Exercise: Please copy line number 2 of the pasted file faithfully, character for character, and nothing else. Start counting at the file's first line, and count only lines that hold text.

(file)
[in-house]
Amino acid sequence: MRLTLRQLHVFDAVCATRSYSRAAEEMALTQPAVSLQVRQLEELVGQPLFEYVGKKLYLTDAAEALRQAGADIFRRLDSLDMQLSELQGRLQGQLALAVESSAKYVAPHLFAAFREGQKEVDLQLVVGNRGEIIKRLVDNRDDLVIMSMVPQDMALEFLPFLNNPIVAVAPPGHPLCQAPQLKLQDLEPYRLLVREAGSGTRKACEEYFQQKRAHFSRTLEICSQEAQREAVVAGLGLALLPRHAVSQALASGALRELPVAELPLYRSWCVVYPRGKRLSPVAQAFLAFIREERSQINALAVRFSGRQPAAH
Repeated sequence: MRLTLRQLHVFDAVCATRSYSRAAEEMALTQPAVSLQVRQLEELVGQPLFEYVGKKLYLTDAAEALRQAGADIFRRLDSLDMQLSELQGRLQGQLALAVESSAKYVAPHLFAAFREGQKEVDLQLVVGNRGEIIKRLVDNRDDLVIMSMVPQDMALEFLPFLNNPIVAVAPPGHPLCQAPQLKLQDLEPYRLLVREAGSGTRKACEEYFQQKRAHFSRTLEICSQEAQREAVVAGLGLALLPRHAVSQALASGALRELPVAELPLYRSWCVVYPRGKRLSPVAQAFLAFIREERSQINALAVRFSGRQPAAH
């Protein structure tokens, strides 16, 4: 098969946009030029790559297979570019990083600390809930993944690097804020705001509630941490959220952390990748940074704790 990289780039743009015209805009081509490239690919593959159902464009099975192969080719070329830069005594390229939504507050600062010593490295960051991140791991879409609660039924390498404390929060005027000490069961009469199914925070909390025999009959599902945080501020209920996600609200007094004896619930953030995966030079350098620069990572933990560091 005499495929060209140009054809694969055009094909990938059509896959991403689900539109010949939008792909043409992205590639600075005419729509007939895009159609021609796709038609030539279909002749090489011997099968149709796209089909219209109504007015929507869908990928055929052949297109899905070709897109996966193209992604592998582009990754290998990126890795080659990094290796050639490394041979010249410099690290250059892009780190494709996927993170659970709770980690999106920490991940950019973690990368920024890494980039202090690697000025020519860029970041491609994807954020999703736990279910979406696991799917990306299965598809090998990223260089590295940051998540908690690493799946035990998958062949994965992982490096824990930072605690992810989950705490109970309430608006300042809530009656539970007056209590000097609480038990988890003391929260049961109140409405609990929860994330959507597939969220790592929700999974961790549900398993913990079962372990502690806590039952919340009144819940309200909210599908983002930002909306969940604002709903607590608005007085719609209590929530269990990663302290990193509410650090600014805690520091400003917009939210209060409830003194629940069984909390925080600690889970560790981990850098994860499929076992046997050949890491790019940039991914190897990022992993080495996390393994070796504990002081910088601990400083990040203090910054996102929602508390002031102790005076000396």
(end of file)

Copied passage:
Amino acid sequence: MRLTLRQLHVFDAVCATRSYSRAAEEMALTQPAVSLQVRQLEELVGQPLFEYVGKKLYLTDAAEALRQAGADIFRRLDSLDMQLSELQGRLQGQLALAVESSAKYVAPHLFAAFREGQKEVDLQLVVGNRGEIIKRLVDNRDDLVIMSMVPQDMALEFLPFLNNPIVAVAPPGHPLCQAPQLKLQDLEPYRLLVREAGSGTRKACEEYFQQKRAHFSRTLEICSQEAQREAVVAGLGLALLPRHAVSQALASGALRELPVAELPLYRSWCVVYPRGKRLSPVAQAFLAFIREERSQINALAVRFSGRQPAAH